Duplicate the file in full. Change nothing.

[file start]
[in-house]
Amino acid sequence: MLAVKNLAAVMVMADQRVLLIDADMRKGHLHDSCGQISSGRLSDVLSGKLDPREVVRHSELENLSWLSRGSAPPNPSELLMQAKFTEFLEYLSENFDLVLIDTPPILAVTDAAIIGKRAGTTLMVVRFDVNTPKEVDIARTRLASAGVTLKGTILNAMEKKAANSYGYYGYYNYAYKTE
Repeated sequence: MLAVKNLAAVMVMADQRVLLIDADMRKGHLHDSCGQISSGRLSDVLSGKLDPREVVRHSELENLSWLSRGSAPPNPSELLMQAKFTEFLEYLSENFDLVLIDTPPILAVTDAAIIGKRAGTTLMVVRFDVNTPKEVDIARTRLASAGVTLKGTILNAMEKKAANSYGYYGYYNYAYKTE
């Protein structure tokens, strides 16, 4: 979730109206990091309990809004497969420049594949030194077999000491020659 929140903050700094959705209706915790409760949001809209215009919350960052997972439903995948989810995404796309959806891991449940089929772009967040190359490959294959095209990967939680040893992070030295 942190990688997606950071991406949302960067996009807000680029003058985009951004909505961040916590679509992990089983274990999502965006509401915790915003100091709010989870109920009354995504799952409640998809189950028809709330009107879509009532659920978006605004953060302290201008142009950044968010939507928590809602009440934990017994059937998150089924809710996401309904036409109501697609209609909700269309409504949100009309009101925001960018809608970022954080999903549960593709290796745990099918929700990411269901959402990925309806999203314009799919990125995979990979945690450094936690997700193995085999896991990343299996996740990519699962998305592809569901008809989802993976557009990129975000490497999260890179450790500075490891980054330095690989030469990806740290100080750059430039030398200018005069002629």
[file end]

[in-house]
Amino acid sequence: MLAVKNLAAVMVMADQRVLLIDADMRKGHLHDSCGQISSGRLSDVLSGKLDPREVVRHSELENLSWLSRGSAPPNPSELLMQAKFTEFLEYLSENFDLVLIDTPPILAVTDAAIIGKRAGTTLMVVRFDVNTPKEVDIARTRLASAGVTLKGTILNAMEKKAANSYGYYGYYNYAYKTE
Repeated sequence: MLAVKNLAAVMVMADQRVLLIDADMRKGHLHDSCGQISSGRLSDVLSGKLDPREVVRHSELENLSWLSRGSAPPNPSELLMQAKFTEFLEYLSENFDLVLIDTPPILAVTDAAIIGKRAGTTLMVVRFDVNTPKEVDIARTRLASAGVTLKGTILNAMEKKAANSYGYYGYYNYAYKTE
């Protein structure tokens, strides 16, 4: 979730109206990091309990809004497969420049594949030194077999000491020659 929140903050700094959705209706915790409760949001809209215009919350960052997972439903995948989810995404796309959806891991449940089929772009967040190359490959294959095209990967939680040893992070030295 942190990688997606950071991406949302960067996009807000680029003058985009951004909505961040916590679509992990089983274990999502965006509401915790915003100091709010989870109920009354995504799952409640998809189950028809709330009107879509009532659920978006605004953060302290201008142009950044968010939507928590809602009440934990017994059937998150089924809710996401309904036409109501697609209609909700269309409504949100009309009101925001960018809608970022954080999903549960593709290796745990099918929700990411269901959402990925309806999203314009799919990125995979990979945690450094936690997700193995085999896991990343299996996740990519699962998305592809569901008809989802993976557009990129975000490497999260890179450790500075490891980054330095690989030469990806740290100080750059430039030398200018005069002629």